Understanding Factory Pattern

Jalitha Dewapura
May 24 · 4 min read

This is the fourth article of the design pattern article series. If you haven’t read previous articles yet, I suggest you read that before proceeding with this article.

Article series:- Design Patterns with Java

Factory pattern is also known as Factory method pattern and it is falling under the creational design pattern. The main objective of the Factory pattern is to create instances without exposing the instantiation logic to the client. Actually, this is one of the most used design patterns in Enterprise applications. The ResourceBundle, NumberFormat classes are some examples of the Factory pattern in Java.

Methods in NumberFormat Class

You can see there are many methods of NumberFormat class to get an instance. But you cannot find the implementation of these classes. That’s how the factory method works.

Let’s see a common UML diagram to understand it.

The Person interface has a few different sub-classes. This person interface and other sub-classes are not visible to the client. There is an intermediate class called PersonFactory that responsible for providing the correct instance based on the type argument. The client can get an instance by using the getPerson() method.

Difference between Singleton pattern vs Factory method pattern

In the Factory pattern, you always use parameters to determine which instance you want to get. But the Singleton pattern works with the no-argument constructor.

When you use the Singleton pattern, you always know the type of instance which you are going to get. In the Factory pattern, Probably you don’t know the type of the instance.

You don’t see the instantiation logic of the Factory pattern. As our previous example, we don’t see the Person interface or its sub-classes. But the Singleton pattern, we can see the Singleton class and understand the implementation.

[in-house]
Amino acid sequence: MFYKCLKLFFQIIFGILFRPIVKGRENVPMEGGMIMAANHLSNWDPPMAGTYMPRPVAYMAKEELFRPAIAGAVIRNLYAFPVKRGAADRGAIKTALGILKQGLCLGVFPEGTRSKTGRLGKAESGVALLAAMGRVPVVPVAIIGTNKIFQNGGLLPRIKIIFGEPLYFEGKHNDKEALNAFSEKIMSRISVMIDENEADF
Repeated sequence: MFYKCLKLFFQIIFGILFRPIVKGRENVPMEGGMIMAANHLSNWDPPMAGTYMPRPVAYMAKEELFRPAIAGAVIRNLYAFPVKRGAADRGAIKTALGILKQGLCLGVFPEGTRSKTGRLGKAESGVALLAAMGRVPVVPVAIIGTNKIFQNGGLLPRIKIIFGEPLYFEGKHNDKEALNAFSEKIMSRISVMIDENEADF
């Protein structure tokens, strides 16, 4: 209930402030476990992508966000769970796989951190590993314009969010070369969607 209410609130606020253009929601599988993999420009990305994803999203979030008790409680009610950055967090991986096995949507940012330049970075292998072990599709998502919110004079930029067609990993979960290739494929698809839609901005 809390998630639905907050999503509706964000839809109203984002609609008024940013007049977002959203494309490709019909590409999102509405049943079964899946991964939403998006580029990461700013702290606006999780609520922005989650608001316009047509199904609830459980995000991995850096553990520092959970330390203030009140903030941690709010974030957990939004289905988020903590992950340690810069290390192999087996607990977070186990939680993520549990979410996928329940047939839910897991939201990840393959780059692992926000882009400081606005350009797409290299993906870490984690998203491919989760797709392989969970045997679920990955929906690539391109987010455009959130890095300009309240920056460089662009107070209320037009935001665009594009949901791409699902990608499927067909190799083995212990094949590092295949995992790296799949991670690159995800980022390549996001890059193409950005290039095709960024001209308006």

Real-world example for Factory pattern

A restaurant introduces three different promotions to increase customer attraction.

  • Kottu Combo — Large Kottu + Pepsi

When a customer chooses the Combo type, the system will add the particular items according to the type of promotion.

Let’s see the UML class diagram for the scenario,

You can see the Promotion class and its sub-classes are hidden from the client. That’s why I introduced PromotionFactory to create instances with their PromotionCodes.

Now move on to the code,

First of all, let’s see the Food class and its sub-classes. Because the Promotion class creates a collection of Foods.

Food class,

Burger class,

The Kottu class, Rice class, and Pepsi class are also implemented as the Burger class. Actually, they are just empty classes with only the toString() method.

Promotion class,

There are three things we need to implement in the Promotion class.

  1. Create a new ArrayList instance (foods).

BurgerComboPromotion class,

Here I override the createPromotion() method. It is used to add foods to the foods ArrayList.

The implementation of RiceComboPromotion class and KottuComboPromotion class is the same as this.

PromotionCode enum,

These promotionCodes are used to map the correct instance. In other words, the user needs to pass this PromotionCode as an argument when he calls the getPromotion() method.

PromotionFactory class,

Here we have a switch case to return the created instance. The client can call the getPromotion() method to get an instance of the sub-classes of the Promotion class.

Application class (Client),

The client can get the instance by PromotionFactory class. Now you can understand the meaning of creating an instance without exposing the instantiation logic to the client.

Here it comes to the end of this article. I hope you learn something new about the Factory method pattern. If I miss some points, let me know in the comment section. Keep in touch. I will post other design patterns as well. Happy learning!

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